Stanley Kubrick's The Shining has been called the greatest horror movie of all time. It's also probably the most misunderstood. Four decades after its release (on Memorial Day, 1980) there's still no compelling consensus on what it's about. Yet people wont stop talking about it.On the surface, it's about Jack Torrance (Jack Nicholson), an aspiring writer and recovering alcoholic, who accepts a position as the off-season caretaker of the isolated historic Overlook Hotel in the Colorado Rockies. Wintering over with Jack are his wife Wendy Torrance (Shelley Duvall) and young son Danny Torrance (Danny Lloyd), who possesses "the shining", an array of psychic abilities that allow Danny to see the hotel's horrific past. After a winter storm leaves the Torrances snowbound, Jack's sanity deteriorates due to the influence of the supernatural forces that inhabit the hotel, placing his wife and son in danger.
The film closes with a close up of a ballroom scene dated July 4, 1921 -- with Jack at the centre, in a tuxedo, arms extended like the State of Liberty, or the Babylonian goddess Semiramis. Or Baphomet.
Of course Jack Nicholson's face - grinning demonically -- was airbrushed into an old photograph replacing an unknown man who looks like a Jewish entertainer. The ballroom appears "Egyptian" and is likely a diplomatic gathering -- men and women are equally represented, The man at the centre seems to be taking a bow for the camera.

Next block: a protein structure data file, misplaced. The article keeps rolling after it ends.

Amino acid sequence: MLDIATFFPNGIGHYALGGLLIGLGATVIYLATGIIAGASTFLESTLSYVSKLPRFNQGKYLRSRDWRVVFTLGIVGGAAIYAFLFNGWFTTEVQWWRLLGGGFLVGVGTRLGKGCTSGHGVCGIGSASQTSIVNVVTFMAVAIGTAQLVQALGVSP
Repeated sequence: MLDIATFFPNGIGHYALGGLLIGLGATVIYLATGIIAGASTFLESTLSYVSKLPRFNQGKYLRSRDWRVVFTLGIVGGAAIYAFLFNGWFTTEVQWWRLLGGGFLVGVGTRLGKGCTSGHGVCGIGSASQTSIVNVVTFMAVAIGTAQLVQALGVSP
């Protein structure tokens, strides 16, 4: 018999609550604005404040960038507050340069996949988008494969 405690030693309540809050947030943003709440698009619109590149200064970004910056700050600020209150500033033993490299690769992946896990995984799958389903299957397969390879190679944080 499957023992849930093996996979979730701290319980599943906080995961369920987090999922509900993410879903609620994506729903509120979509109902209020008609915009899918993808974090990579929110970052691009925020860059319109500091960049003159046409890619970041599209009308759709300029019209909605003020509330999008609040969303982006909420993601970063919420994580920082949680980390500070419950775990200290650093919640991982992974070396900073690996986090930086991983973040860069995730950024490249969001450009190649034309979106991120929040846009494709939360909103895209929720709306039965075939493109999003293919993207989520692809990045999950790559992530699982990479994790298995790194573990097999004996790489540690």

Given Kubrick's Jewish background - he's been described as a "self-hating Jew" - it seems significant that he used this photo to end the film - as if it were the key to the whole puzzle.What was happening in the spring of 1921 that might have interested Kubrick? Winston Churchill was touring the Middle East, staying in grand hotels like the Semiramis in Cairo, drumming up support -- building up hoopla -- for the Balfour Agreement which had been signed four years earlier. And you can bet this British Freemason was participating in rituals and orgies. This looks like it could have been one of them.
In a rare interview, Kubrick discusses his fondness for "allegory": for superimposing one story on another to enhance it meaning. Stephen King's horror novel provided a plot for a story Kubrick could not address directly. It had to be important, for Kubrick to go to the trouble of making it, changing details to suit his own purposes, which he kept secret.
One such detail is Room 237 in the film - where the 'crazy woman' attacks Danny. In King's novel, Room 217 is the focus of evil. It's been suggested Kubrick changed it to '237' to reference the Apollo moon mission: old textbooks give 237.000 miles as the distance from the earth to the moon.
I read it as 23/7 -- July 1923 -- the crucial month the Balfour Agreement was threatened with abrogation, as the British Conservatives reconsidered their support for the new Jewish nation, but the plan was rescued and today we see the results of that 100-year-old deal. Incidentally, July 23, 1954 is also the date of the Israeli false flag operation known as the "Lavon Affair."The Shining is the coded story of Israel, founded by British Freemasons and European Zionists. The ballroom crowd are toasting Independence, and ironically America's loss it. Who was the ball for? Balfour?